Inner West Independent

All you wanted to know about WestConnex

From an 8-year, $15 billion project, WestConnex has overshot its budget by $3.2 billion and is years behind schedule. Photo: Alec Smart


Drought, fires and floods have not stopped one of the NSW State Government’s most malignant projects from trundling towards completion. Even a pandemic cannot halt the efforts of the venture, as underground drills grind through stone and silt less than 30 meters below homes, roads, and businesses across the Inner West.

The WestConnex project plans to unite Sydney’s Inner West with parts of western Sydney, plugging holes in the motorway and freight network, closing the loop of toll-free entry to the city’s CBD. Initially pegged as an eight-year project, with an estimate of a $15 billion cost, the project has overshot the budget by upwards of $3.2 billion and some construction projects are running nearly two years behind schedule.

On top of woes caused by delays, the ownership of the project continues to court controversy.
Most recently, the NSW State Government began negotiations into selling their share in the project, effectively privatising a further two of Sydney’s key motorways, the M4 and M5.

The project is currently co-owned by the NSW State Government with a 41% share, and the infrastructure giant Transurban, owning a 59% share. Transurban also partnered in the build of the M7 and M2 motorways, including the Lane Cove Tunnel, and takes a portion of toll fees under concessions until at least 2026, and through to 2048 for some projects.

What is WestConnex?
WestConnex is made up of six projects spanning across Sydney’s West and Southwestern suburbs: the widening of the M4, the New M4 tunnel, the King Georges Road Interchange upgrade, the New M5 tunnel, the M4-M5 Link Tunnels, and the Rozelle Interchange.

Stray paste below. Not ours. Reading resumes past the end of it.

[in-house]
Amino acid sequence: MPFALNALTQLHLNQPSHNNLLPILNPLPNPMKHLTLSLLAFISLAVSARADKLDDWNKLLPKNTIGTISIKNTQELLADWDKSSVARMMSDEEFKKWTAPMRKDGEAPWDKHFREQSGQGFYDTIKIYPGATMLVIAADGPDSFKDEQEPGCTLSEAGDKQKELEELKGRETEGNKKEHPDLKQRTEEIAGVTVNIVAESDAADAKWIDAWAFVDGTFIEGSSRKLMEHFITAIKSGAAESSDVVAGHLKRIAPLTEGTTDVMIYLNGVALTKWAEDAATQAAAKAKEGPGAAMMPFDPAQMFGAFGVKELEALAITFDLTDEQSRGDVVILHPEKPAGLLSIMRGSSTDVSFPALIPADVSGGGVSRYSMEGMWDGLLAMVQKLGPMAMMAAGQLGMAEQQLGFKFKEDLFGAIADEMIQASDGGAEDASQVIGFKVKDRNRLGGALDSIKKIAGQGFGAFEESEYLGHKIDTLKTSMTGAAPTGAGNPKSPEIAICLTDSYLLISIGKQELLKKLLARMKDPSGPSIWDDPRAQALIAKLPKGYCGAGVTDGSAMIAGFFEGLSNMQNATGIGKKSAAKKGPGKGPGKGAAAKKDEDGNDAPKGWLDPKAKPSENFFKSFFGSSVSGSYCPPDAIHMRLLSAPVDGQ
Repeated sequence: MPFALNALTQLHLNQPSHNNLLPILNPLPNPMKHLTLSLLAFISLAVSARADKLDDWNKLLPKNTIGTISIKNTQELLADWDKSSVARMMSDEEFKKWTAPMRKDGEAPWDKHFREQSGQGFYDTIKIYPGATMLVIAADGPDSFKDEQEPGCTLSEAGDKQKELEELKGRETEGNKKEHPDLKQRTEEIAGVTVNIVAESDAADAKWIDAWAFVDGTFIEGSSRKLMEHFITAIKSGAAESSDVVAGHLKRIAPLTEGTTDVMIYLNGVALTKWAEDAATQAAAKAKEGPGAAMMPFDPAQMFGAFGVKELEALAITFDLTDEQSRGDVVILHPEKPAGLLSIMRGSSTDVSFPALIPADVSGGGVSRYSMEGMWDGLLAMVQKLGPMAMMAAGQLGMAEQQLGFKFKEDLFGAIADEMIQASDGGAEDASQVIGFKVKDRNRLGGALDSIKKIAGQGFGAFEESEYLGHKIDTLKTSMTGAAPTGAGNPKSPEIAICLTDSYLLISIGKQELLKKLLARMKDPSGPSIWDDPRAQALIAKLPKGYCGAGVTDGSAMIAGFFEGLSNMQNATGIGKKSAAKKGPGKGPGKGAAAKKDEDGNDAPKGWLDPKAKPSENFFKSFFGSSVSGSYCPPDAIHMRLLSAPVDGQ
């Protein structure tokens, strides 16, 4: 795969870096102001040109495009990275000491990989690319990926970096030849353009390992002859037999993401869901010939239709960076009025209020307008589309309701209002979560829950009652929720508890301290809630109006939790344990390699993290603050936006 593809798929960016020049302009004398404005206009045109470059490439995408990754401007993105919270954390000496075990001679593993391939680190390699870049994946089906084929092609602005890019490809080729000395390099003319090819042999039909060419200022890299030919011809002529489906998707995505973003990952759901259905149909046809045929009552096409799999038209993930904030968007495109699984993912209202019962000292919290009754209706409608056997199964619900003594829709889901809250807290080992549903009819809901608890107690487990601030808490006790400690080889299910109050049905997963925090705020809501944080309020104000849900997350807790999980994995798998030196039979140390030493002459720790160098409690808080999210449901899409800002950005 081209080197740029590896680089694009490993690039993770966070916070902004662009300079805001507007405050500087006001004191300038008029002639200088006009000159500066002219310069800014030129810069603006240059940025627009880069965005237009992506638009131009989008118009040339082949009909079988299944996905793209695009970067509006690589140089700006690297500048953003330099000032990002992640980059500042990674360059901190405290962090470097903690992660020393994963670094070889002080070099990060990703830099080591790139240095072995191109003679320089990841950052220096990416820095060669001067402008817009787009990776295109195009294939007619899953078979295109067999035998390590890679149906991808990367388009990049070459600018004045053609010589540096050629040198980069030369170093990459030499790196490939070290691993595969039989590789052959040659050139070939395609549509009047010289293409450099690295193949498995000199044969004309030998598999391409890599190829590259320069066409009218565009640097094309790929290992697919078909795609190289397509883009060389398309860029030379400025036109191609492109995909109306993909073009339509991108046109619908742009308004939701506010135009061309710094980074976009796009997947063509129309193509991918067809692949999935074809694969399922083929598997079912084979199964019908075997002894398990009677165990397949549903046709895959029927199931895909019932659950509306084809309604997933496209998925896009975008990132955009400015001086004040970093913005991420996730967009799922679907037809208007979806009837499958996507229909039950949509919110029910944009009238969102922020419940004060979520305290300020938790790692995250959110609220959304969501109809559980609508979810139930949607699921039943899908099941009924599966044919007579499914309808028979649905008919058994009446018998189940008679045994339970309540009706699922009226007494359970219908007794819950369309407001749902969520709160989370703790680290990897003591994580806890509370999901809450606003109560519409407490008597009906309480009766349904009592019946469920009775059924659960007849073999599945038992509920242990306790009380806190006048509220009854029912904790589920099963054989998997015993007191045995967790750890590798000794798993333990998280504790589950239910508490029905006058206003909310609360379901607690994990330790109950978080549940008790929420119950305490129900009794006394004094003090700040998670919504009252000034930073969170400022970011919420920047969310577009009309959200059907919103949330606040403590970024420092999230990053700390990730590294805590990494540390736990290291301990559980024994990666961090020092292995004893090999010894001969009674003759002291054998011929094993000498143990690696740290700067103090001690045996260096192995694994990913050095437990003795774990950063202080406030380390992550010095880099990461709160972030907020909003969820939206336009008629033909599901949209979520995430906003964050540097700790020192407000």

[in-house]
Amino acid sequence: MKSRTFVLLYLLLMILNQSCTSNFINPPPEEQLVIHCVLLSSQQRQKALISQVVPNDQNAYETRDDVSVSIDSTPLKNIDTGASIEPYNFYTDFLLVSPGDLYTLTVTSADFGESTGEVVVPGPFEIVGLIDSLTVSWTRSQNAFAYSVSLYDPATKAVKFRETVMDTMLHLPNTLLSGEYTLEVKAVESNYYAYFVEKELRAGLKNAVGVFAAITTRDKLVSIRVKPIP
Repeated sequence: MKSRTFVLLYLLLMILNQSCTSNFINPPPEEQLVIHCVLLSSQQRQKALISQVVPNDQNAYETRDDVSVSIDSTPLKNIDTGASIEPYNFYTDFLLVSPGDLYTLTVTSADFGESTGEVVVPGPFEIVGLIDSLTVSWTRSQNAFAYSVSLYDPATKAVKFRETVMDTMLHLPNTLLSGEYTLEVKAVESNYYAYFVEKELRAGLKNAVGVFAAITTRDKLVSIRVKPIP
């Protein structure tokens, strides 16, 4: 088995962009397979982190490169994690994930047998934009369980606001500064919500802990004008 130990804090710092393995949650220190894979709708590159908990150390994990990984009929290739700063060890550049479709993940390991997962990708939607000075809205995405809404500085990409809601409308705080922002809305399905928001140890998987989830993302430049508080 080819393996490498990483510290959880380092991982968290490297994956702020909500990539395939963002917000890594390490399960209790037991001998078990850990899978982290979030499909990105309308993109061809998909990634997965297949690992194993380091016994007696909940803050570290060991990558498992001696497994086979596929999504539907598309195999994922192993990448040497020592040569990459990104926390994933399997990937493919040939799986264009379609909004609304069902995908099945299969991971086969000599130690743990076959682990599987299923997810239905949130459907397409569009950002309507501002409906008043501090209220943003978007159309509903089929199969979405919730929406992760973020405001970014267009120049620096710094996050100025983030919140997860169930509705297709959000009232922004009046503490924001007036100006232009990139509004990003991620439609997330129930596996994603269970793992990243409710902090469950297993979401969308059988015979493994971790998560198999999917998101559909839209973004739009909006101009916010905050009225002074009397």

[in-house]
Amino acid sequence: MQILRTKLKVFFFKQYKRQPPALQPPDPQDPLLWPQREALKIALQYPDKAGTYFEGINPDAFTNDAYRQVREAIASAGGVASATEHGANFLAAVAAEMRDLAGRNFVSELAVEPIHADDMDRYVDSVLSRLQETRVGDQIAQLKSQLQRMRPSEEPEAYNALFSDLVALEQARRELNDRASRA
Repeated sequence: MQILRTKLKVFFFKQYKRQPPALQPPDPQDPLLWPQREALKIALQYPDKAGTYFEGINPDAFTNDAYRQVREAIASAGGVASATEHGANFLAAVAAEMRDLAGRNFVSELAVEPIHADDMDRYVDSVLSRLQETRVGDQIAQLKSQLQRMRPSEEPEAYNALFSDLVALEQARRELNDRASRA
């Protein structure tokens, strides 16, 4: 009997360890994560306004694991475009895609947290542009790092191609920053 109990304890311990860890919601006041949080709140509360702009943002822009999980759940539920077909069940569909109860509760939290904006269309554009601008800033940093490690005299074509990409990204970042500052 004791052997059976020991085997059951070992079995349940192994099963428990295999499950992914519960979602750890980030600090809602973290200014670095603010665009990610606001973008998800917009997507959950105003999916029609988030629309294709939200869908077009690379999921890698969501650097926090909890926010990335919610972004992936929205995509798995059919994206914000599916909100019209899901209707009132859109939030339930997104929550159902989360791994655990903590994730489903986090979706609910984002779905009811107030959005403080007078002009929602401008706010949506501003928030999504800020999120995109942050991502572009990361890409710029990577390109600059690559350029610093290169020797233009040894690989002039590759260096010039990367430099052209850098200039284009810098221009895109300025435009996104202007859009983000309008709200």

The projects centre around the expansion and link of the M4 and M5 motorways, with 33 kilometres of additional roads and tunnels built to join the two. The expansion of the M4 motorway bypasses Paramatta Road through tunnels between Homebush and Haberfield. The opening of the M4 tunnel initially lead to chaos on the roads, with cars scrambling to exit and avoid the new toll route, which is a costly $8.20 between Parramatta and Ashfield.

The M5 project begins in Beverley Hills, upgrading and connecting the roads between the M5 West and M5 East, which lead to the New M5 tunnels. The tunnels run below homes from Bexley to St Peters, through to the St Peters interchange near Canal Road and the Princes Highway.

The M5-M4 link tunnels are set to run under the southern end of King Street in Newtown, joining the ‘spaghetti intersection’ at the Rozelle Interchange at The Crescent, before joining with the M4 tunnels in Haberfield.

Currently the widening of the M4 and new M4 tunnels have been completed, along with the upgrade of the M5 at King Georges road. The New M5 project was initially set to be completed in January of 2020 but has been set back by a further 15 months for completion in mid-to-late 2021, while parts of the Rozelle interchange are still undergoing community and government consultation.

The human cost of WestConnex
The projects have received serious blowback from residents and council in the Inner West, to the point of launching a state parliamentary enquiry investigating the impact of the WestConnex project. The enquiry found that while the project is ‘a vital and long-overdue addition to the road infrastructure of NSW,’ there were significant issues surrounding transparency, funding and environmental impact.